Don’t undertake an APR project at all. Instead, set up an application portfolio management (APM) practice – a small group that manages the application disposition backlog, taking responsibility for (1) the guiding and governing principles of your technical architecture’s application layer; (2) the application layer’s ongoing holistic design and portfolio assessment; and (3) a mechanism through which all projects that make changes to the application layer do so in ways that improve it.

The APM practice could be a separate organization; it could be a new responsibility or focus of your enterprise architecture function; or it could be a re-launch of your architecture review board (ARB).

But be careful. The APM practice should provide leadership. Experience tells me that, as often as not, the APM practice does little more than add yet another flaming hoop teams have to jump through to get their work done – it becomes a bureaucratic barrier, not a facilitator.

Integrate integration. “Let’s talk about your application interfaces,” I asked a client application team. “Do you have the usual spiderweb to deal with?”

“Oh, no,” they told me. “We haven’t had a spiderweb in a long, long time. We call our interfaces ‘the hairball.’”

No matter how poor your application portfolio’s health, there’s high likelihood your integration is in even worse shape.

So before you start to rationalize your applications, set up a well-engineered integration framework. Every time you touch an application, make it an opportunity to clean up another corner of your interface spiderweb (or hairball).

What is an application, anyway? “Application” is a set with fuzzy boundaries and inclusion criteria. The confusion hits from several directions. The view from here: It’s an application if someone launches it to help them get work done. Some complicating factors and situations:

Some products are both platforms and applications. Take SharePoint. It is an application – you interact with it to get work done. But it’s also a platform you can use to build applications.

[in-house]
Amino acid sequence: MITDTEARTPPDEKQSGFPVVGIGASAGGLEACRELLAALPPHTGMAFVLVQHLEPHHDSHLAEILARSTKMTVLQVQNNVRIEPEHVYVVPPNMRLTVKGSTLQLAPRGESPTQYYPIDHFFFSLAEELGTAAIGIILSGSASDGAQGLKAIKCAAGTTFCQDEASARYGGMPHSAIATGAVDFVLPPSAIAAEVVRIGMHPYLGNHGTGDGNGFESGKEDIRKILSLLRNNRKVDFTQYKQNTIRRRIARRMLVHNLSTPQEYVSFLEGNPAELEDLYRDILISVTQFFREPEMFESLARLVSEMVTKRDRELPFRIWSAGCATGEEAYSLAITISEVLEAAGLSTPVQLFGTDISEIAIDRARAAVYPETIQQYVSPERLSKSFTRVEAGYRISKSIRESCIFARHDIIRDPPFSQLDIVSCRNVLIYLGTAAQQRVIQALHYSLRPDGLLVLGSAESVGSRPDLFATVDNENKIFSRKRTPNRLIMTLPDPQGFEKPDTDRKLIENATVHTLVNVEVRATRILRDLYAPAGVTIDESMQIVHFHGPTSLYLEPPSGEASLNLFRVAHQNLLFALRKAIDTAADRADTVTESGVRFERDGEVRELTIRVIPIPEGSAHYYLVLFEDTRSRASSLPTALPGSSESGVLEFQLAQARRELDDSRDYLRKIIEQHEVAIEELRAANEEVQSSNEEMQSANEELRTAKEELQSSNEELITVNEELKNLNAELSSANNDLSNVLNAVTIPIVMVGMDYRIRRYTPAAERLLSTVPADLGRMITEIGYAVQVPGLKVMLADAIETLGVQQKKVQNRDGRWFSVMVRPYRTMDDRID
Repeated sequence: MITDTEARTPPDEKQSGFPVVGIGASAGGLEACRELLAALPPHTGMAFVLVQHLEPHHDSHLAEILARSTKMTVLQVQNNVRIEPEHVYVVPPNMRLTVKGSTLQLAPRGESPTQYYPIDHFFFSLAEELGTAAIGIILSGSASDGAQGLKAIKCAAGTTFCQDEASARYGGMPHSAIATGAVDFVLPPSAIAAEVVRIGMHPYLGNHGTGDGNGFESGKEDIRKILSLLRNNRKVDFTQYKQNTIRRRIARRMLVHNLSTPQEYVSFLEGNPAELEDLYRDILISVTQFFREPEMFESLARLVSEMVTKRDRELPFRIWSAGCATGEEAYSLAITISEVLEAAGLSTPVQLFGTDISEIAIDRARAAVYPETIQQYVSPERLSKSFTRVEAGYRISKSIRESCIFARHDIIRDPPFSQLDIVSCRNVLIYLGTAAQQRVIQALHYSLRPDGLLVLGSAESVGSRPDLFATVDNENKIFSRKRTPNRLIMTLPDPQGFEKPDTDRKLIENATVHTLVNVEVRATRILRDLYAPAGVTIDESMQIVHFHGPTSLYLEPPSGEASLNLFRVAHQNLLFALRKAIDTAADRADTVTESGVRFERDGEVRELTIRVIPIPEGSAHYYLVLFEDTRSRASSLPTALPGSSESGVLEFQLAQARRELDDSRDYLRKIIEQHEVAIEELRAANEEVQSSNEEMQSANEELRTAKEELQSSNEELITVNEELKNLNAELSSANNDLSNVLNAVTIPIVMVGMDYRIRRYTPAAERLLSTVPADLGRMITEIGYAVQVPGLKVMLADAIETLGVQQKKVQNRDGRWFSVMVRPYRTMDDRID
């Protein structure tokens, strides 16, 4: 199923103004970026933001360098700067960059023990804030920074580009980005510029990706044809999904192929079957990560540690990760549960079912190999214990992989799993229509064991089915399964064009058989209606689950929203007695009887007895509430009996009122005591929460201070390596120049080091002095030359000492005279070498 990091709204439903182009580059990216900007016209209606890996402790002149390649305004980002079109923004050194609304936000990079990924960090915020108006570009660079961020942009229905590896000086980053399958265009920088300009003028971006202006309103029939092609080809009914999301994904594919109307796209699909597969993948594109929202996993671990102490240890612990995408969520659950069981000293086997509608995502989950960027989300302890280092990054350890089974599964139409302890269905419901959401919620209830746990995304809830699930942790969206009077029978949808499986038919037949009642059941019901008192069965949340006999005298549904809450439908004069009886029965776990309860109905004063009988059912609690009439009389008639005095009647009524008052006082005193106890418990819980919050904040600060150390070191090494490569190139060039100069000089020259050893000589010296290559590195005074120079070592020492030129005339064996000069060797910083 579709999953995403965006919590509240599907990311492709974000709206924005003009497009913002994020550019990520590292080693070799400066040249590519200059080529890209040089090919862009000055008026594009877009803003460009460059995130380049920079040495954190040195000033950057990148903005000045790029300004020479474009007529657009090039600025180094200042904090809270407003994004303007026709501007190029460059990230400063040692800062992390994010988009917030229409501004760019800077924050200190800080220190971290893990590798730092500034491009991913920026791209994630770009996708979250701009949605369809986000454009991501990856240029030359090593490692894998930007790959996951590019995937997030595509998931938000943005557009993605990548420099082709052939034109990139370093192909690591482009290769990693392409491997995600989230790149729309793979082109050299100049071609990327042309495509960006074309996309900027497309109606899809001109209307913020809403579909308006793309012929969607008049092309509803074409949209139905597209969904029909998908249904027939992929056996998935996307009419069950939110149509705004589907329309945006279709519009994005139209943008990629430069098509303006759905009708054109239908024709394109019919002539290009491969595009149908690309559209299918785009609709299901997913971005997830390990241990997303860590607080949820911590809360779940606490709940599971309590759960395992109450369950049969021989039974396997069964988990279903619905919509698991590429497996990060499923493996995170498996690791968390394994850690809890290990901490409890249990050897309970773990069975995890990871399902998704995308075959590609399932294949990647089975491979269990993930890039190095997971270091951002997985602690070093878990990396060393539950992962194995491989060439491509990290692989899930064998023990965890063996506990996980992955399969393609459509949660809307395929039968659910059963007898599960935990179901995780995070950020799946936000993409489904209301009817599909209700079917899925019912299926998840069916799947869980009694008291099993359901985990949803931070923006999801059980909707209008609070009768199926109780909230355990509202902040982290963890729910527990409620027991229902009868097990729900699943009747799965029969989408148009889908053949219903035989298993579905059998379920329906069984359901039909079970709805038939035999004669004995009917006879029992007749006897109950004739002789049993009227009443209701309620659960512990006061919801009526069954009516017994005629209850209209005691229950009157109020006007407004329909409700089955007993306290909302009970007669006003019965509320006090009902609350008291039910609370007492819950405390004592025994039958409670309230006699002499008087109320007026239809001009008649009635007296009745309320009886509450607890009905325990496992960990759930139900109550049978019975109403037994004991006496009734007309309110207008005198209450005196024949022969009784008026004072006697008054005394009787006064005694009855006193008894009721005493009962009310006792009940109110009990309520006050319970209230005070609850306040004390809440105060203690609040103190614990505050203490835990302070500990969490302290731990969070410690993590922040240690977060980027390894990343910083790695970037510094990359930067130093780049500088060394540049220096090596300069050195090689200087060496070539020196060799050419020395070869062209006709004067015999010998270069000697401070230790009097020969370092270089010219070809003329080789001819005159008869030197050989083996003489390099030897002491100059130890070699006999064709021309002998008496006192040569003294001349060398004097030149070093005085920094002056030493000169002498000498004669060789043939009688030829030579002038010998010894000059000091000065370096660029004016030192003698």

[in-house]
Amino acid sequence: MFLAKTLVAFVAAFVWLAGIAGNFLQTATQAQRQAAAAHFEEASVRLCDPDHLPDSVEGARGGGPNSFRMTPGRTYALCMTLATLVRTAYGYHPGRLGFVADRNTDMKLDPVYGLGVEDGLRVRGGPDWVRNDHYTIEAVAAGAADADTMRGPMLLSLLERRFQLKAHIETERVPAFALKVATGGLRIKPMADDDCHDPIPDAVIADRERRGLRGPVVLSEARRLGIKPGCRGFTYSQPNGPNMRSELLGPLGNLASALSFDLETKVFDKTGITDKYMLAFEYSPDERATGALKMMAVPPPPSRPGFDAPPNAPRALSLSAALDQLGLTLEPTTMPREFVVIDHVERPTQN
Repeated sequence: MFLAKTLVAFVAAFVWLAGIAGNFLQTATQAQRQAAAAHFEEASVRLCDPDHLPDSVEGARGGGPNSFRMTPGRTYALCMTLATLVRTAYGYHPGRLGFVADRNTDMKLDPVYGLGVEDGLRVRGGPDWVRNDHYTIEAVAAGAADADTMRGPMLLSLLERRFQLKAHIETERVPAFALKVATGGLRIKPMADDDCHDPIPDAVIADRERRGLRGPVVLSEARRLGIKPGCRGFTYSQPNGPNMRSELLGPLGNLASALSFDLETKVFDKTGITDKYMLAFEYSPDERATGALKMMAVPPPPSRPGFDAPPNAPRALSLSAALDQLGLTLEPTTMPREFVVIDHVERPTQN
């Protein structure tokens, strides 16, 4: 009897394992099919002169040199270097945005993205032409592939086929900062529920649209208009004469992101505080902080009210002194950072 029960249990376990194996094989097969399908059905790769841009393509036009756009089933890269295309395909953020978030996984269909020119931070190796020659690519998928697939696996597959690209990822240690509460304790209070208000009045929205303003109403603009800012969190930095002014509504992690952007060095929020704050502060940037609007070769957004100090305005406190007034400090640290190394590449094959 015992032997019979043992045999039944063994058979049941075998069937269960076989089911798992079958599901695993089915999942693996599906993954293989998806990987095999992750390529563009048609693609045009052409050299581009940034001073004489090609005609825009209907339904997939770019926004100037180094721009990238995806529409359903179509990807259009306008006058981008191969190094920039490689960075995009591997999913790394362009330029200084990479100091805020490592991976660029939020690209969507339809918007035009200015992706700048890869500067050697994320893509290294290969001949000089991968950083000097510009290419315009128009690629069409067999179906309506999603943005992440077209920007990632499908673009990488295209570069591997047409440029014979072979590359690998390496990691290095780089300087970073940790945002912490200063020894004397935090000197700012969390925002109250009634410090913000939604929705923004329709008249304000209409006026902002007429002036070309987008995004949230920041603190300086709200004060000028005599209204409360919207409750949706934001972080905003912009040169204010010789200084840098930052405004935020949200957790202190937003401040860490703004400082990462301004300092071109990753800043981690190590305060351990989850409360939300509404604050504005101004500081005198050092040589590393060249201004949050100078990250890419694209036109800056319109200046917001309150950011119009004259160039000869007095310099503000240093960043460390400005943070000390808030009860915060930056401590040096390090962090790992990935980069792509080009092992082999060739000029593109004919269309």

As you assess your application portfolio, include SharePoint-as-application. Also include applications built on the SharePoint platform. Don’t try to count the applications built on SharePoint as “SharePoint.” Each is a separate application.

Installed clients are … what, exactly? As more and more applications present their user interfaces through browsers this is less and less of an issue, but it hasn’t gone away entirely. If you have client/server-style applications that are still in production you’ll have to decide whether to include the client-side and server-side applications as a single entity or separately.

Either answer will work. Just be consistent about it.

Microservices are … what, exactly? Just my opinion: this is a rabbit hole you should step around carefully. Fall into it and you’ll never be seen again.

You’re better off dealing with microservices as platforms, not applications. This doesn’t make dealing with them easy. It makes them Someone Else’s Problem (or your problem but on different days of the week).

Keep track of your microservices the way you keep track of libraries. Applications rely on them, mucking them up can do a lot of damage, but they aren’t applications.

Avoid SPAs (single page architectures). I know it’s tempting. I’ve drawn these myself – diagrams that show all components of the application portfolio along with their affinities and interconnections, all in one place.

That is, SPAs usually turn into collections of dozens of boxes connected by multiple dozens of lines and arrows, all labeled in 6-point Arial type or smaller.

And all completely unverifiable.

Without exception, every architecture diagram should obey the rule of 7 plus-or-minus 2: It should include no more than between five and nine boxes; each box may be explored more deeply with a separate page that also contains between five and nine boxes.

Bob’s last word: Apply the rule of 7 plus-or-minus 2 to every kind of diagram, not just architecture diagrams – process flow “swim-lane” diagrams, for example. Human beings can make sense of seven connected boxes and be confident they’re right. We can’t make sense of seventy, even if our eyes are good enough to resolve their mousetype labels.

Bob’s sales pitch: CIO recently ran a piece by yours truly about the importance of a culture of honest inquiry for achieving your analytics goals. You’ll find it here, assuming you’re interested enough to click.